Wednesday, May 23, 2007

The Use-Value of Blogging

I've argued in two previous posts that most blogs are not commodities themselves, but that they are part of the process for producing the commodity labor-power.

Perhaps an example will help.

Consider a parent telling a bedtime story to their child. The bedtime story itself isn't a commodity. No matter how much enjoyment they find in it, no matter how instructive, no matter how much the kid smiles, or how much time and creativity the parent invests in crafting it, the story is not a commodity. It is not produced for exchange and is not a source of surplus-value for capital. However, in so far as the bedtime story is part of the means of subsistence for the child – like breakfast, t-shirts, school, and cable-tv – then the bedtime story too can be understood as part of the useful labor that goes into producing this next generation of labor-power.

Blogs are like bedtime stories. Blogs are most often not commodities produced for exchange, but they are still part of the useful labor that goes into producing and reproducing the commodity of labor-power. And currently, the vast majority of blogging labor pays just as poorly as telling bedtime stories.

This is one story about the relationship between blogging and capital that can be told, but there are certainly others – stories about immaterial labor, attention economies, or Baudrillard and sign-value. And there may be digital commodities other than blogging that require some new and different kinds of stories be told as well.

However, I'm wary of any story that encourages intellectuals see what they do as something other than, or more important than, labor. As a group, we are too susceptible to the flattery. If nothing else, the story told here has the virtue of connecting blogging and intellectual labor with the much less glamorous economy of unpaid housework and childcare.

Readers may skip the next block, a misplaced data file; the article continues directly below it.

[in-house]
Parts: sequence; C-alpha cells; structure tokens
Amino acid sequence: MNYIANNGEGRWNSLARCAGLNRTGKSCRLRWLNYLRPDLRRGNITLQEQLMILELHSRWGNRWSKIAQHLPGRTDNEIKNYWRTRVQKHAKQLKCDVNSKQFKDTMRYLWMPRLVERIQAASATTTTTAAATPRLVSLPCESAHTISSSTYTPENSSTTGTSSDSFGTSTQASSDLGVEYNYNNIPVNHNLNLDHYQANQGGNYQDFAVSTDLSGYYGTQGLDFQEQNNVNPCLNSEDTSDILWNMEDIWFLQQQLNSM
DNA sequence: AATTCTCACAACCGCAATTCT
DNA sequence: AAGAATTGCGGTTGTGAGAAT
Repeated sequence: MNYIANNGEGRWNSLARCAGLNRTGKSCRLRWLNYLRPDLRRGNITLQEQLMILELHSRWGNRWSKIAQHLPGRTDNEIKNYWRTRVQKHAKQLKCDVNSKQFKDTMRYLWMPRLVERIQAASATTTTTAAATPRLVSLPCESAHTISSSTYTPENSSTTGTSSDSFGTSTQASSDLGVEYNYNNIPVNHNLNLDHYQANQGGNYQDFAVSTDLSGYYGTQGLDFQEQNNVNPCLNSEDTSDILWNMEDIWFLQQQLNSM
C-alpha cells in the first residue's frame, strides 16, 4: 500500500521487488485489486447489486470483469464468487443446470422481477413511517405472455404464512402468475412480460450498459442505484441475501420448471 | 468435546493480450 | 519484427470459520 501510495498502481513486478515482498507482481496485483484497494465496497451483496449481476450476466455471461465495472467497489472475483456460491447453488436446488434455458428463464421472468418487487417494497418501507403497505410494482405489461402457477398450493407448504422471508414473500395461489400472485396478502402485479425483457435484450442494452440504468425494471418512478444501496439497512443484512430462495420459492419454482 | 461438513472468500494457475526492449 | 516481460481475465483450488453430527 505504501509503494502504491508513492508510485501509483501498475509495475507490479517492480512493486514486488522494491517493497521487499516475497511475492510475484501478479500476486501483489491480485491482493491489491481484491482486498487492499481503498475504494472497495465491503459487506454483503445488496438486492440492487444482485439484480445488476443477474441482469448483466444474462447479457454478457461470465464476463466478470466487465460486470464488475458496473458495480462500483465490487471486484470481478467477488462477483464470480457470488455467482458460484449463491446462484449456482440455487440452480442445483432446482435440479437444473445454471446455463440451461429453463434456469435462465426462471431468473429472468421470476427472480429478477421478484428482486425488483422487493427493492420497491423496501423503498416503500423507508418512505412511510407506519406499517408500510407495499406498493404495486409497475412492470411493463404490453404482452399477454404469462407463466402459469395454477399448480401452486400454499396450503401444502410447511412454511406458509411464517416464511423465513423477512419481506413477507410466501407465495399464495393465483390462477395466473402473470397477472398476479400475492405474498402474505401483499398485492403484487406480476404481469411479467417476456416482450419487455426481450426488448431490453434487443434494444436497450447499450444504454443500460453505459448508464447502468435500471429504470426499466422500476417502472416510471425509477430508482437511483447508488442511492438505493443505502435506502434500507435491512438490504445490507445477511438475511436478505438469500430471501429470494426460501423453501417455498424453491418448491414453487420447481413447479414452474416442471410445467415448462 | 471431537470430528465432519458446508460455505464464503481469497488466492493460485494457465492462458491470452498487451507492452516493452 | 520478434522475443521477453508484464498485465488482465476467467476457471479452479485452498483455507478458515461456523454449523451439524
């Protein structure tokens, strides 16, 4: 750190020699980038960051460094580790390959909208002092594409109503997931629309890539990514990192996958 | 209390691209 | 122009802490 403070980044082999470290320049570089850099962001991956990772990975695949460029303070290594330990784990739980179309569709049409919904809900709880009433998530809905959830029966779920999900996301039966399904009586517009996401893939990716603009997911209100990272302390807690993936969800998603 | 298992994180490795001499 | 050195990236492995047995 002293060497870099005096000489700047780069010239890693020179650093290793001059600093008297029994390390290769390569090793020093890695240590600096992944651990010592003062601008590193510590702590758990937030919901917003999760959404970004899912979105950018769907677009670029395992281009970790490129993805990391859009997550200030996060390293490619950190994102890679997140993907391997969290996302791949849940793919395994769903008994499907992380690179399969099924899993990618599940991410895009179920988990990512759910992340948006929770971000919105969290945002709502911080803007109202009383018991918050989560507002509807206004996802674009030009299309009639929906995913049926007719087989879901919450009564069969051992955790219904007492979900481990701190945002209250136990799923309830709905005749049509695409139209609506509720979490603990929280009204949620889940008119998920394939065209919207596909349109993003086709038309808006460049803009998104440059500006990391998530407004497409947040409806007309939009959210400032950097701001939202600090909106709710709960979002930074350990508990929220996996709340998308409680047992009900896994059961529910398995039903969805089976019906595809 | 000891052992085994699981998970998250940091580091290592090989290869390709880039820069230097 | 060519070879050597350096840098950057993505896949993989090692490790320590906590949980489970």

1. What if blogs are more like fruitful conversation in the halls - or those civilized lunches with colleagues which actually happen less often than
    they should - work-behind-the-work of that type?

  2. I believe the same principle would apply -- lunch, along with any convivial conversation you may be fortunate enough to enjoy during it, is also part of the means of subsistence for workers and so also a part of the production and reproduction of the commodity labor-power. Plus, TANSTAAFL. You didn't really think lunch with your colleagues wasn't work did you?

  3. I have a question, based on your example and a different kind of experience I have with my kids.

    My general mode is to exploit fissures in narratives in order to bring out the cracks, and so I have a hard time creating coherent narratives. For my kids, this means that I read them stories rather than create bedtime stories for them.

    A lot of the text that I present to them has been prepared by folks who have co-branded their narrative product with some other cultural products. When I read my kids Sesame Street books, they are also getting an advertisement for Big Bird.

    This inclusion or citation is a big part of the value of those products: the value of a Big Bird doll as greater than that of a stuffed yellow bird is created not by some inherent goodness of the product but rather by the fact I have developed Big Bird as a significant character for my children.

    I am really vague on Marx, but isn't that value creation, which is not necessary but enacted by parents every day, 'surplus labor'? And isn't its appropriation by capitalist toy makers exploitative? Producing a bed-time-story-as-Big-Bird-ad seems to be labor, even if the script has been written in a way that makes that production painless.

    To push this onto blogging, can't the same be true about the mechanism behind discussing some film or book? Isn't a blog about the films 300 an ad for the film?Is it possible to think of the labor of blogging as creating that kind of value, or are these narratives foreign to Marxism as it stands now?


    ps, thanks for the entry on my video

  4. Thanks for the very interesting question. It's been making me think a lot. But my response started to get too long, so I've made it into a new post. You can find it here: